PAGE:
Proportional voting system debate

Dear Editor,

I am so pleased that, after several petitions garnering over 100,000 votes each, the House of Commons will finally debate implementing a proportional voting system on 30 October.

I have written to my MP, Caroline Nokes, asking her to attend the debate and support the motion. Since she has a tendency to ignore specifics in my letters I have included most of the content below in the vain hope that she will actually answer my points.

We need a voting system where the number of MPs of each political party in the House of Commons is proportional to the number of votes cast for each party. Whereas Ms Nokes received a majority of votes in my constituency, this is rarely the case in a multi-party system. For example, the Conservatives received 42% of the vote in last June's General Election, but they received 48.9% of the seats, whereas the Lib Dems, UKIP and Greens received vote shares of 7.4%, 1.8% and 1.6%, a total of 10.8%, yet they received only 13 seats between them, which is only 2% of the seats, instead of the 70 seats they deserve.

This shows how unfair the First Past the Post voting system is, and how many voters within the UK are disenfranchised by the current undemocratic voting process. Furthermore, although the Unionist Coalition of the Conservatives and DUP gives them a controlling vote of 328 MPs, these MPs actually represent only 43.3% of voters, meaning this coalition gets a majority of votes in the House with a minority of votes from the electorate, essentially allowing the unelected to rule the country.

The solution to this temporary dictatorship, where a minority rule over a majority that did not vote for them (usually benefiting a minority of rich individuals at the expense of the poorest in society) is Proportional Representation, where those who sit in the House of Commons truly represent the wishes of the electorate, and serve UK citizens, working for the benefit of the many and not the "privileged few" (as Theresa May promised when becoming Prime Minister, but so far has failed to deliver). May I suggest that the only way to deliver her promise is to implement a proportional voting system that ensures MPs within the House of Commons are from parties that truly represent the people of the UK, rather just a select few from a rich minority that only represent a rich minority at the expense of a growing poor majority?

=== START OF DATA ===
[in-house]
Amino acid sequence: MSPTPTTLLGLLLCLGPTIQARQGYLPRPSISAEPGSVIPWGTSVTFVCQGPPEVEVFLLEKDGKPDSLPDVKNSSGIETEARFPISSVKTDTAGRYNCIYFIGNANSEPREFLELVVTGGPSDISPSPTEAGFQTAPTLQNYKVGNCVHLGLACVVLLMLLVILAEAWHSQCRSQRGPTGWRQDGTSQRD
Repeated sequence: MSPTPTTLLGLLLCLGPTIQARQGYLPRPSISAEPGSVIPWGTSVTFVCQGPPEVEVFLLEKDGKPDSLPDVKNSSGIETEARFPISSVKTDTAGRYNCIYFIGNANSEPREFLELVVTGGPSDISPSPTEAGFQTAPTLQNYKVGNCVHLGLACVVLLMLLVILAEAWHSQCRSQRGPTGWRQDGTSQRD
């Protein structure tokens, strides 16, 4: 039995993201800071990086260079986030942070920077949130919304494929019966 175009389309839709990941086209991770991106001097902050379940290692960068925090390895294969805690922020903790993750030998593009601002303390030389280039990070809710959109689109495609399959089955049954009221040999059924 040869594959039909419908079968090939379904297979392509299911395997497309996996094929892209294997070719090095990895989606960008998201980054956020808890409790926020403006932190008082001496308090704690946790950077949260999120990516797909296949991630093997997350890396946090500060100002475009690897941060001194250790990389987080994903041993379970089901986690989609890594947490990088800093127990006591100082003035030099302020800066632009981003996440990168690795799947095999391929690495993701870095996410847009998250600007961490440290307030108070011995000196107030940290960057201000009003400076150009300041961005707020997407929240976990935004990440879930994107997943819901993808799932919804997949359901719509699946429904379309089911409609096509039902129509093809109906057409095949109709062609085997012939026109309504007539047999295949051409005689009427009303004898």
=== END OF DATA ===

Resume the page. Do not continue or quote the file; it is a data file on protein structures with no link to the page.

The normal replies to such a request are, "but you had your chance in the 2011 AV referendum," and "proportional voting systems break the vital link with local constituents". First, the Alternative Vote system is not proportional. It does not deliver proportional governments and can be easily manipulated by gerrymandering. More proportional voting systems are available, such as the Single Transferable Vote and the Additional Member System, which are far more proportional and undoubtedly would have been supported if they were offered to the electorate. Secondly, the attachment to local constituencies is irrelevant in modern politics. Although Ms Nokes represents me in Romsey and Southampton North, she actually only represents 57% of the voters, which is only 42.7% of the electorate and only 32.5% of the residents. And despite this she was willing to vote for repealing the fox hunting band, against the wishes of 80% of the public. Furthermore, it is typical for MPs to vote with their parties more than with the wishes of the local people they represent. The electorate know this and vote accordingly: tactical voting forces people to vote for a party they don't want just to stop a party they hate from winning. Therefore the link with local constituents is already broken, at the detriment of the many for the benefit of the privileged few. This must change: proportional representation will implement this change.

I do hope that Ms Nokes attends the debate on 30 October and considers replacing our failing voting system with one that works for the majority, for the common good, for the many and not just the privileged few.

Derek Chandler